Approach to congenital heart disease

Cracking code of theory: Evaluation of the Infant or Child with Congenital Heart Disease.
Dr Ranjith kumar CS

"Currently persuing DM in medical oncology from JIPMER, completed DNB from Kanchi Kamakoti Child Trust Hospital with a GOLD MEDAL, has great academic interests, contributed about 9 chapters  in scott pediatriks clinical methods and is one of the co-author at"

The initial evaluation for suspected CHD involves a systematic approach with three major components:

1. Cyanosis present /absent (including pulse oxymetry)
2. Whether the chest radiograph shows evidence of increased, normal, or decreased pulmonary vascular markings.
3. Electrocardiogram can be used to determine whether right, left, or biventricular hypertrophy exists

The final diagnosis is then confirmed by echocardiography, CT or MRI, or cardiac catheterization.


Classified according to the predominant physiologic load that they place on the heart:

1.    Volume overload
2.    Pressure overload

Volume overload conditions:

a.  left-to-right shunt lesions
b.  Atrioventricular valve regurgitation 
c.  some of the cardiomyopathies

Pressure overload conditions :

a. Secondary to ventricular outflow obstruction (pulmonic or aortic valve stenosis) or
b. Narrowing of one of the great vessels (coarctation of the aorta) 


A. Left to Right shunts

The most common lesions in this group are those that cause left-to-right shunting:

1. atrial septal defect
2. ventricular septal defect (VSD)
3. AV septal defects (AV canal)
4. patent ductus arteriosus (PDA)

The pathophysiologic common denominator in this group is communication between the systemic and pulmonary sides of the circulation, which results in shunting of fully oxygenated blood back into the lungs. 

Shunt can be quantitated by calculating the ratio of pulmonary to systemic blood flow, or Qp : Qs. 

“Thus, a 2:1 shunt implies twice the normal pulmonary blood flow”. 

The direction and magnitude of the shunt across such a communication depend on:

1.The size of the defect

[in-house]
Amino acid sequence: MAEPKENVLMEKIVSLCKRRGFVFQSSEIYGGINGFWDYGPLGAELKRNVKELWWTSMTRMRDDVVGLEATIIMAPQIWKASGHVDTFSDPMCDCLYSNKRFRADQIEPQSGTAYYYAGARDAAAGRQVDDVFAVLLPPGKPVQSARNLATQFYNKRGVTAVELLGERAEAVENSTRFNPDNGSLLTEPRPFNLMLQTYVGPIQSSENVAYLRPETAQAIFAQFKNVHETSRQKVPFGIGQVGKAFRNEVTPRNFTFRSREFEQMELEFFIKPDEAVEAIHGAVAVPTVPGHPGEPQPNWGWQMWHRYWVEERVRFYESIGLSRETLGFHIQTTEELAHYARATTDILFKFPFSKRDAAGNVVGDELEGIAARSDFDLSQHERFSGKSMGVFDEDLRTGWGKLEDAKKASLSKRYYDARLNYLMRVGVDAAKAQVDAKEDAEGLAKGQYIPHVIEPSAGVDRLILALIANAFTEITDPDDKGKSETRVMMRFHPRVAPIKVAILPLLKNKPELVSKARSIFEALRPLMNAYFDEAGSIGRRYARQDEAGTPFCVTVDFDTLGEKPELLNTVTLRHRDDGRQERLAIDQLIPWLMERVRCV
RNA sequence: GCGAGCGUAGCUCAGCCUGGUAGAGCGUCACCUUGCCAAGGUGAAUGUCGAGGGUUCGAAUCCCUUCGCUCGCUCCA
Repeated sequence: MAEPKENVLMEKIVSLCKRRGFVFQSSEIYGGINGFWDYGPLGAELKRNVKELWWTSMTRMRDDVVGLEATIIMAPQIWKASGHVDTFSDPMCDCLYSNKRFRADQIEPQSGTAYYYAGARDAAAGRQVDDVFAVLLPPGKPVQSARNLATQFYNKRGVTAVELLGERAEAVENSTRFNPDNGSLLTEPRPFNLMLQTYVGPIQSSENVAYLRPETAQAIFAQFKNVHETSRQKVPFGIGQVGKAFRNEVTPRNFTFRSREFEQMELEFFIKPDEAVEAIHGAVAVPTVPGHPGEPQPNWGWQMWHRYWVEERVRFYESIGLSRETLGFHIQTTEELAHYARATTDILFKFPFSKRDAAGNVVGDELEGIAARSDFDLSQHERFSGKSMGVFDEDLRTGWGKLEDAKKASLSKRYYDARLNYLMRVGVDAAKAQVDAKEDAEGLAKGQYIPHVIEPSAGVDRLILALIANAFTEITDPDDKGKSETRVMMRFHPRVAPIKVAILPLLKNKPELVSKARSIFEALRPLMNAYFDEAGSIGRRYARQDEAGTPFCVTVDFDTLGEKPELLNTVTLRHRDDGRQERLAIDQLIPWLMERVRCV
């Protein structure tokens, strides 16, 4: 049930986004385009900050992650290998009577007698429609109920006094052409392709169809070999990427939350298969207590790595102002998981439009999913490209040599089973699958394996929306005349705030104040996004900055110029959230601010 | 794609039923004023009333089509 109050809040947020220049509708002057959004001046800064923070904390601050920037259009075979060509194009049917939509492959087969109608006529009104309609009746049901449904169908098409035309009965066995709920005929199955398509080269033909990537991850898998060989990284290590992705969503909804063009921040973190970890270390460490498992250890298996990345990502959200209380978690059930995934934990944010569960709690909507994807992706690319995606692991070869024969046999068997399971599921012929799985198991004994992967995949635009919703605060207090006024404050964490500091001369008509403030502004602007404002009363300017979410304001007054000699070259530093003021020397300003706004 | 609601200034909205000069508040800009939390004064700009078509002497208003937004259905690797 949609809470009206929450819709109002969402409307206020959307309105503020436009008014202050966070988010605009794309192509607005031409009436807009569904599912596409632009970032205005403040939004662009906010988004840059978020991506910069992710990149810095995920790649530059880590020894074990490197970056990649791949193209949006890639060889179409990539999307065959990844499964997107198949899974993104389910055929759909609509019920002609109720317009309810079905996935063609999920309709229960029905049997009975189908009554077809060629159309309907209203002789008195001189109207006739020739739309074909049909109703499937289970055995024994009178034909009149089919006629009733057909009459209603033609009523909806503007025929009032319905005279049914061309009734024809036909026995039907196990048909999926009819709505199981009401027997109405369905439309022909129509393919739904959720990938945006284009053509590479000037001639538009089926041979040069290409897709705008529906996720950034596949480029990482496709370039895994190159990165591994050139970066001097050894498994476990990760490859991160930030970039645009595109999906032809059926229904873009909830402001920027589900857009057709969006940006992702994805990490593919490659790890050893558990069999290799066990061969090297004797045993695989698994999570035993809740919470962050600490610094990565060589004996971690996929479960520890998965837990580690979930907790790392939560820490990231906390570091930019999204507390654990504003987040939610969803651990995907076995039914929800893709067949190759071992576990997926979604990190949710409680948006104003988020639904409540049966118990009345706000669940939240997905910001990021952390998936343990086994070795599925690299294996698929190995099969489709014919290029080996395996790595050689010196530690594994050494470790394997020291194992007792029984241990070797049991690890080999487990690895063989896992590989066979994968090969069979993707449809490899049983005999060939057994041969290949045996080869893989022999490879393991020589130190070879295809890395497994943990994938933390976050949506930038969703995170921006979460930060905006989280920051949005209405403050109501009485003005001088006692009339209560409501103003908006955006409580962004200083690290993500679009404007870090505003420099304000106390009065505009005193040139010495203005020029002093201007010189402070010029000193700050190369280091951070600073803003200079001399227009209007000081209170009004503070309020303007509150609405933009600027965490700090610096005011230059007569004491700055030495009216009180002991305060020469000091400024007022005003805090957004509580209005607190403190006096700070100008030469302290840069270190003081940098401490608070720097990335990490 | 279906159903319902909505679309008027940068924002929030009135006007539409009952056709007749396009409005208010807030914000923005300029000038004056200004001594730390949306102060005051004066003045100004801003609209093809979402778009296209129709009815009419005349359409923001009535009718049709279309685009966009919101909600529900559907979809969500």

2.The relative pulmonary and systemic pressure gradient and vascular resistance increased blood flow across the pulmonary bed results in pulmonary congestion and Recurrent respiratory tract infections.(RRTI)

RRTI in L-R shunts

Pathophysiology of RRTI:

The increased volume of blood in the lungs decreases pulmonary compliance and increases the work of breathing.

Fluid leaks into the interstitial space and alveoli and causes pulmonary edema.

The infant acquires the symptoms we refer to as heart failure, such as tachypnea, chest retractions, nasal flaring, and wheezing.

The term heart failure is a misnomer, however; total left ventricular output is actually several times greater than normal, although much of this output is ineffective because it returns directly to the lungs.

To maintain this high level of left ventricular output, heart rate and stroke volume are increased, mediated by an increase in sympathetic nervous system activity.

The increase in circulating catecholamines + the increased work of breathing causes an elevation in total body oxygen consumption, often beyond the oxygen transport ability of the circulation.

“Oxygen consumption > oxygen transport ability”
Such oxygen consumption leads to the additional symptoms of sweating, irritability, and failure to thrive.

Remodeling of the heart occurs, with predominantly dilatation and a lesser degree of hypertrophy.

If left untreated, pulmonary vascular resistance eventually begins to rise and, by several years of age, the shunt volume will decrease and eventually reverse to right to left /Eisenmenger physiology.

B. Regurgitant lesions

Regurgitation through the AV valves is most commonly encountered in patients with partial or complete AV septal defects (atrioseptal defects, AV canal).